Sunday, March 25, 2007

TV: "She's been dead for 10 years!"

NBC offers a lot of nostalgia. If it weren't for the Bruckheimer franchise, they'd beat out CBS for network most looking backward. So watching Thursday night's Raines, we weren't at all surprised by the nagivation of old waters.

If you're a Friends fan, you may remember season five, "The One With Joey's Big Break." In that episode, Joey's landed a role in an independent film that he just knows will make millions because his character falls in love with a woman only to learn "She's been dead for 10 years."

That's how "Meet Juan Doe" played out. Raines is a police investigator and the episode climax was when he explained to guest star A Martinez that the "Juan Doe" Martinez shot, thinking "Juan Doe" was a a hit man, was actually A Martinez' son! The whole thing had a "She's been dead for 10 years!" feel to it.

Jeff Goldblum's the star -- which doesn't happen very often these days. He plays Michael Raines, a cop whose partner died and he's been haunted with flashes of death ever since. This is supposed to play like "visions" and people are supposed to think he's crazy. Those who remember the first season of Crossing Jordan when Jordan used to talk through/re-enact murders with her father to solve the case or, for that matter, any season of Profiler, will wonder about the "crazy" part?

What Raines appears to do is to have a conversation with his subconscious which manifests itself in the form of which ever victim of the week. At one point, in last week's show, it would be really helpful if Raines could speak Spanish. Were these really visions, Juan Doe could have fed him what to say. Instead, Juan Doe offers up the only line Raines remembers from two years of high school Spanish.

We're not arguing that he's the sanest person in the world, but his "visions," such as they are, are psychologically rooted. It's actually a variation on Columbo reconstructing the crime. The show suceeds or fails on how much interest there is in learning about the victim -- as opposed to solving the crime. For some viewers, this may all feel a bit too "special episode"ish.

The show's going to rise or fall based on how much time they give Madeleine Stowe's character. There are a number of reasons for that including, most obvious, she's playing the police psycholgist that Raines is seeing. Another obvious reason is that this is Stowe. Stowe's a strong actress, true, but her best moments have consistently been the moments not in the scripts. In Short Cuts (her finest performance), it's not the dialogue, it's the bits she came up with while inhabiting her character. That's true of all her performances, including the awful Unlawful Entry which she brings alive when the camera's anywhere near her. In Stowe, the show's very lucky to have an actress who's not of the Recite and Rote school. But on the three episodes we've seen, she's been wasted and seems to largely exist as the Captain Harold Dobey to Goldblum's Starsky & Hutch.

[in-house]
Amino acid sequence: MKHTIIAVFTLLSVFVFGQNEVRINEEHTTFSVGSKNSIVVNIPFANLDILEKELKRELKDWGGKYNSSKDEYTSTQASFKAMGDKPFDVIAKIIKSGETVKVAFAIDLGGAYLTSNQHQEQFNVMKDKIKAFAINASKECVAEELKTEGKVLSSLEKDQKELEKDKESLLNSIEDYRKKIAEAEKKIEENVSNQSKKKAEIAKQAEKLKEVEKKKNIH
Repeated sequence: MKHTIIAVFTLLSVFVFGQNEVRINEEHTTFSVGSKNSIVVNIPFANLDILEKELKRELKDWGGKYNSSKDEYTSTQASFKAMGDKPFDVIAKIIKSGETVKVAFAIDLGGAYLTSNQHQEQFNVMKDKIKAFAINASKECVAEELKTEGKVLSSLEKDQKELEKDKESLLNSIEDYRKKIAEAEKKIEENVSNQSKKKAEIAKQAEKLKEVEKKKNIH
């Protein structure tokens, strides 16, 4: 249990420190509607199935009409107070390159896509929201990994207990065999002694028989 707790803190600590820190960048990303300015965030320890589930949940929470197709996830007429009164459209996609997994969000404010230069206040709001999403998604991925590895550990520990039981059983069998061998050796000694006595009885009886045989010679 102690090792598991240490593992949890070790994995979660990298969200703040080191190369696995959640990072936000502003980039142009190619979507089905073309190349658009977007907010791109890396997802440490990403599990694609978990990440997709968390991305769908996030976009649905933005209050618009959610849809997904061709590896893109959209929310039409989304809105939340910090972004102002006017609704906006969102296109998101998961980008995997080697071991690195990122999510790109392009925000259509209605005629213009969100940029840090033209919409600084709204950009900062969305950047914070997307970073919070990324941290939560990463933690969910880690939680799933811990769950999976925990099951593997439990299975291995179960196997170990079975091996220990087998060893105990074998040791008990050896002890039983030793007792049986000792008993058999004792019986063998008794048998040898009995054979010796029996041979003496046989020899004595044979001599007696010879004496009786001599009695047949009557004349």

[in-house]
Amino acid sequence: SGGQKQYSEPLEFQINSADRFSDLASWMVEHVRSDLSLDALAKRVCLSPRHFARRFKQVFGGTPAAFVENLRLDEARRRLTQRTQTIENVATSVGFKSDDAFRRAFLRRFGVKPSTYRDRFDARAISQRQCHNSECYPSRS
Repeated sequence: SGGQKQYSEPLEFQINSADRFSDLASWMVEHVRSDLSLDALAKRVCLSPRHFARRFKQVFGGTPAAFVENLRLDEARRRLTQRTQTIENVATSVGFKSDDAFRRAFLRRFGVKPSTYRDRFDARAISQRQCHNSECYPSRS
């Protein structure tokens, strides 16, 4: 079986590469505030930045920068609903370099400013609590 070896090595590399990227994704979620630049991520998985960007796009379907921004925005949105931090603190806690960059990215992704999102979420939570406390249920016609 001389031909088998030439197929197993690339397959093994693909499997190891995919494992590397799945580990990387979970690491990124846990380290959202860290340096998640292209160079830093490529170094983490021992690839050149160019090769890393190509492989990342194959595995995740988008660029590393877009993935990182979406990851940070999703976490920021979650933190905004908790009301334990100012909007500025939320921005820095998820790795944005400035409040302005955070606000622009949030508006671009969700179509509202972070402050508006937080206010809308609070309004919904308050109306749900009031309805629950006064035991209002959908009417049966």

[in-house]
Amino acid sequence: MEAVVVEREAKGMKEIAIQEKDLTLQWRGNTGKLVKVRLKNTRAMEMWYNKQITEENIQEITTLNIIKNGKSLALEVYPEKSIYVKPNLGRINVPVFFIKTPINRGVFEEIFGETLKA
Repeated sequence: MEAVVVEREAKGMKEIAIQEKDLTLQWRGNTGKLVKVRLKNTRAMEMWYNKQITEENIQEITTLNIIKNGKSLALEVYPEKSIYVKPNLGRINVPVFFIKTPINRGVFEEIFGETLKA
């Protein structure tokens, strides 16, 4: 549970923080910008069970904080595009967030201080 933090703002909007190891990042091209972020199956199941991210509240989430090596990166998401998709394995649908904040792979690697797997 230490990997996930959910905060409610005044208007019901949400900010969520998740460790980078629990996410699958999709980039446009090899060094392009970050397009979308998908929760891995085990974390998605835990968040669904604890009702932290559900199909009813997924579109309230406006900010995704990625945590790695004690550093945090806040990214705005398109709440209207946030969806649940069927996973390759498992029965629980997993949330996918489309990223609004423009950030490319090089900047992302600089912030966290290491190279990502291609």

Goldblum's not a bad actor. He is an actor that shades and goes inner. There is honestly no way to build a successful TV show around just that. He can be part of a mix, he can be part of a team, but Goldblum solo lacks the intensity to pull in viewers. The casting of Stowe could have fixed that if everyone behind the camera grasped the problem. In Tenspeed and Brownshoe (which ABC toyed with years and years ago), he was the reactor, to Ben Vereen, over and over. He does it very well. But that's second banana or ensemble material. It's not anything that pulls an audience in.

Richard Gere, who is a complete opposite in every other way, also has that problem. That's why a match up with Debra Winger or Julia Roberts results in sparks and box office, but Gere carrying it all on his shoulders leads to his 'dancing' roles (King David and Mr. Jones) that send audiences running from the multi-plexes. There's no revelry in those characters because Gere is too inward to put it across convincingly. He needs a different type to bump up against (Edward Norton is another example of an outward actor, it doesn't have to be a female).

Watching Goldblum squint a great deal through three episodes, we were especially reminded of Gere -- both actors, through their eyes, convey a reluctance of their characters to engage with the world around them.

The show moves to Fridays this week and we'll note there are a plethora of worse programs you can watch on Fridays. The problems that exist most likely will not get fixed. That's because NBC was unsure of the show before they started airing it. For basic cable, it would probably be a treat. For network television, it's just too bland and lifeless. It's like watching a Fred Astair film that doesn't co-star Ginger Rogers, Audrey Hepburn or Judy Garland. You can appreciate Astair's talent, you don't gasp in horror, but the magic's just not there.

That pretty much sums up the problems with Raines. If it is cancelled, we'd strongly encourage the next Goldblum show not to build an entire program around Odyssey With Jeff. It's not going to work, it never will. And the proof of that currently airs on NBC -- where a concept has been mistaken for a fully realized television show.

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